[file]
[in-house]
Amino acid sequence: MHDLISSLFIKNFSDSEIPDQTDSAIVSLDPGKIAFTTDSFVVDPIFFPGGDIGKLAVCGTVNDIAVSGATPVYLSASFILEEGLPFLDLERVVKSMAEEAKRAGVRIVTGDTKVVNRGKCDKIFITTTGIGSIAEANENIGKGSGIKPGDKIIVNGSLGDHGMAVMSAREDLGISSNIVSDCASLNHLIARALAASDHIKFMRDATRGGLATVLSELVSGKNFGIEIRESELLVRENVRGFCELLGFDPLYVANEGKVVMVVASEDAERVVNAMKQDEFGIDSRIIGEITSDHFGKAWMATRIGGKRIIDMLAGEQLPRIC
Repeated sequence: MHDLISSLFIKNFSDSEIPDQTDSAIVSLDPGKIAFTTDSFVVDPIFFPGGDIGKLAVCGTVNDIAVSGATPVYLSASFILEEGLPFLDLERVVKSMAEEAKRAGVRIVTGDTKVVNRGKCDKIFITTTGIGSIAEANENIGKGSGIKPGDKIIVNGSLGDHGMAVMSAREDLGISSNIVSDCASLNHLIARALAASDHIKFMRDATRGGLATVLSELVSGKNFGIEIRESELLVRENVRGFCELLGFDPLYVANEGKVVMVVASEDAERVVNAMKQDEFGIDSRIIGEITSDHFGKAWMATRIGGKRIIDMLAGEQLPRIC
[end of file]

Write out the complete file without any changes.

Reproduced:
[in-house]
Amino acid sequence: MHDLISSLFIKNFSDSEIPDQTDSAIVSLDPGKIAFTTDSFVVDPIFFPGGDIGKLAVCGTVNDIAVSGATPVYLSASFILEEGLPFLDLERVVKSMAEEAKRAGVRIVTGDTKVVNRGKCDKIFITTTGIGSIAEANENIGKGSGIKPGDKIIVNGSLGDHGMAVMSAREDLGISSNIVSDCASLNHLIARALAASDHIKFMRDATRGGLATVLSELVSGKNFGIEIRESELLVRENVRGFCELLGFDPLYVANEGKVVMVVASEDAERVVNAMKQDEFGIDSRIIGEITSDHFGKAWMATRIGGKRIIDMLAGEQLPRIC
Repeated sequence: MHDLISSLFIKNFSDSEIPDQTDSAIVSLDPGKIAFTTDSFVVDPIFFPGGDIGKLAVCGTVNDIAVSGATPVYLSASFILEEGLPFLDLERVVKSMAEEAKRAGVRIVTGDTKVVNRGKCDKIFITTTGIGSIAEANENIGKGSGIKPGDKIIVNGSLGDHGMAVMSAREDLGISSNIVSDCASLNHLIARALAASDHIKFMRDATRGGLATVLSELVSGKNFGIEIRESELLVRENVRGFCELLGFDPLYVANEGKVVMVVASEDAERVVNAMKQDEFGIDSRIIGEITSDHFGKAWMATRIGGKRIIDMLAGEQLPRIC